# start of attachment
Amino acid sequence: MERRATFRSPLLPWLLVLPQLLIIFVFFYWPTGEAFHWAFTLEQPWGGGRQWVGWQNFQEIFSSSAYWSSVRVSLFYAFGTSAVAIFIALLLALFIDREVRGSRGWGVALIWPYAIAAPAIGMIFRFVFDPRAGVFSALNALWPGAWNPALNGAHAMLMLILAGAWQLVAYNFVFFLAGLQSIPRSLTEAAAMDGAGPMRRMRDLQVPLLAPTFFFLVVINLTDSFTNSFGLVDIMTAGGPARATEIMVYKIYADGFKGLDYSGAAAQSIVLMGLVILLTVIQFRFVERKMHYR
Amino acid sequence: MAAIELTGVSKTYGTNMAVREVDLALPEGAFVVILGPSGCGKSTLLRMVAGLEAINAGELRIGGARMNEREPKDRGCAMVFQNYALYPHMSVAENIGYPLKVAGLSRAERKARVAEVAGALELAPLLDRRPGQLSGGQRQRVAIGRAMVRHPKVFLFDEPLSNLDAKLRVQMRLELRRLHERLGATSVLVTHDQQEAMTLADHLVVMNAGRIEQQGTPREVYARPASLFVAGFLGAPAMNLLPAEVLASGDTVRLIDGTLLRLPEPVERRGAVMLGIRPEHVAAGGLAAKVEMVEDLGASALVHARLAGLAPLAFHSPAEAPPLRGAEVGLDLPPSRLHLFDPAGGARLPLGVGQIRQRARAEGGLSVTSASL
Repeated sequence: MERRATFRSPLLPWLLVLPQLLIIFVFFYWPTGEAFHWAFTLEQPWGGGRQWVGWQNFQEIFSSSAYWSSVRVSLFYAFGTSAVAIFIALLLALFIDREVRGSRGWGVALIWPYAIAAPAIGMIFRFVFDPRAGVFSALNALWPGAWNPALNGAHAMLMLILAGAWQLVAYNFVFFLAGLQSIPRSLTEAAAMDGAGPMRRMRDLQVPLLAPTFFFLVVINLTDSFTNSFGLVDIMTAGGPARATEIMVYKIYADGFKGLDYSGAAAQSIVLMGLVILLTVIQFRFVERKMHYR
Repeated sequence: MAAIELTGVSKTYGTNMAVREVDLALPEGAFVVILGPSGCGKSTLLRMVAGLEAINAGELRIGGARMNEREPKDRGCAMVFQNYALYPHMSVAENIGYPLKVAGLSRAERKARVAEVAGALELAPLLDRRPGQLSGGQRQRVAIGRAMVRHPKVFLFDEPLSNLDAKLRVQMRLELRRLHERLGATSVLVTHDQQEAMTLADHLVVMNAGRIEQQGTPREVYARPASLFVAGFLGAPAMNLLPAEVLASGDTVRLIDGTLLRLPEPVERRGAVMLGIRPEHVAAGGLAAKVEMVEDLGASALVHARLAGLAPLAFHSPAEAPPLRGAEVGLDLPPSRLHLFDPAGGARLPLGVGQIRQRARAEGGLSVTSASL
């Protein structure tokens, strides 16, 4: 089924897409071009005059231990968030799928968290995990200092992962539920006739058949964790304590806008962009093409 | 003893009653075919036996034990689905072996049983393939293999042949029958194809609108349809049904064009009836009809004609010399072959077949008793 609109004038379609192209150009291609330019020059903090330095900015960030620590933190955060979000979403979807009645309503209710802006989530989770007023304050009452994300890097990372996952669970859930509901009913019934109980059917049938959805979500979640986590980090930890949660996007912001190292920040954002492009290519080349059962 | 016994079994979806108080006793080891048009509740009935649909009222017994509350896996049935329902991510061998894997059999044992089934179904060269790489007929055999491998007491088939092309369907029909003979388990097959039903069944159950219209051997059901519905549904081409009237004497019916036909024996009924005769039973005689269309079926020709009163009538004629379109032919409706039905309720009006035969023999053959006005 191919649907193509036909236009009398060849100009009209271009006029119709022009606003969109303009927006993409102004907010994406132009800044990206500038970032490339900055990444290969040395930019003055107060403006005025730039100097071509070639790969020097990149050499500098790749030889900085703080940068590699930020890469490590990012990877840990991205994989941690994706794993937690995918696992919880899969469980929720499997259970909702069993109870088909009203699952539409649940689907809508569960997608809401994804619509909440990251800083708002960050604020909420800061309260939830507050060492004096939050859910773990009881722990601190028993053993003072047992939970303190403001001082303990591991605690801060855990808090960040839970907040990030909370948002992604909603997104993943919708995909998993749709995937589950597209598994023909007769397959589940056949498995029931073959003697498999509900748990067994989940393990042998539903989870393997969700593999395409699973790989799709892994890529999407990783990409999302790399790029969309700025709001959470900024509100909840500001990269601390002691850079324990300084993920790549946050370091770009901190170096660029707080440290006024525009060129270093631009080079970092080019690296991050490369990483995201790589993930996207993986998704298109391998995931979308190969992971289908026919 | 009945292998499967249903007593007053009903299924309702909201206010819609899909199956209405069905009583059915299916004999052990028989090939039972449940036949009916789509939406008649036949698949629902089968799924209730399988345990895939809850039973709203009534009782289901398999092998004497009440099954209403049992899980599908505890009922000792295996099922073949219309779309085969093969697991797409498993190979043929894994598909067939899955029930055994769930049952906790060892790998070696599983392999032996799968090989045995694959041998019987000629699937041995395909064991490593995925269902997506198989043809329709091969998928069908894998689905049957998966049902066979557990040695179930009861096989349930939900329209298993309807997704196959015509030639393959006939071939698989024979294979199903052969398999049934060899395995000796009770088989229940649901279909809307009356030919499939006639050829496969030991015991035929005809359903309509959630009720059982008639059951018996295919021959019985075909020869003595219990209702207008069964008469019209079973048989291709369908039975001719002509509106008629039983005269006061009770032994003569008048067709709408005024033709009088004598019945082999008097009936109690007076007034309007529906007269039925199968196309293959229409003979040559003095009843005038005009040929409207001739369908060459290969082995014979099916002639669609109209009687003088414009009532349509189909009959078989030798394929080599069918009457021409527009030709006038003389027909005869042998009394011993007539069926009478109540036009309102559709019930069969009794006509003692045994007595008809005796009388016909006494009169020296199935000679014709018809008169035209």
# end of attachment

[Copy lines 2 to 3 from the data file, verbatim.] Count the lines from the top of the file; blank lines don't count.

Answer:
Amino acid sequence: MAAIELTGVSKTYGTNMAVREVDLALPEGAFVVILGPSGCGKSTLLRMVAGLEAINAGELRIGGARMNEREPKDRGCAMVFQNYALYPHMSVAENIGYPLKVAGLSRAERKARVAEVAGALELAPLLDRRPGQLSGGQRQRVAIGRAMVRHPKVFLFDEPLSNLDAKLRVQMRLELRRLHERLGATSVLVTHDQQEAMTLADHLVVMNAGRIEQQGTPREVYARPASLFVAGFLGAPAMNLLPAEVLASGDTVRLIDGTLLRLPEPVERRGAVMLGIRPEHVAAGGLAAKVEMVEDLGASALVHARLAGLAPLAFHSPAEAPPLRGAEVGLDLPPSRLHLFDPAGGARLPLGVGQIRQRARAEGGLSVTSASL
Repeated sequence: MERRATFRSPLLPWLLVLPQLLIIFVFFYWPTGEAFHWAFTLEQPWGGGRQWVGWQNFQEIFSSSAYWSSVRVSLFYAFGTSAVAIFIALLLALFIDREVRGSRGWGVALIWPYAIAAPAIGMIFRFVFDPRAGVFSALNALWPGAWNPALNGAHAMLMLILAGAWQLVAYNFVFFLAGLQSIPRSLTEAAAMDGAGPMRRMRDLQVPLLAPTFFFLVVINLTDSFTNSFGLVDIMTAGGPARATEIMVYKIYADGFKGLDYSGAAAQSIVLMGLVILLTVIQFRFVERKMHYR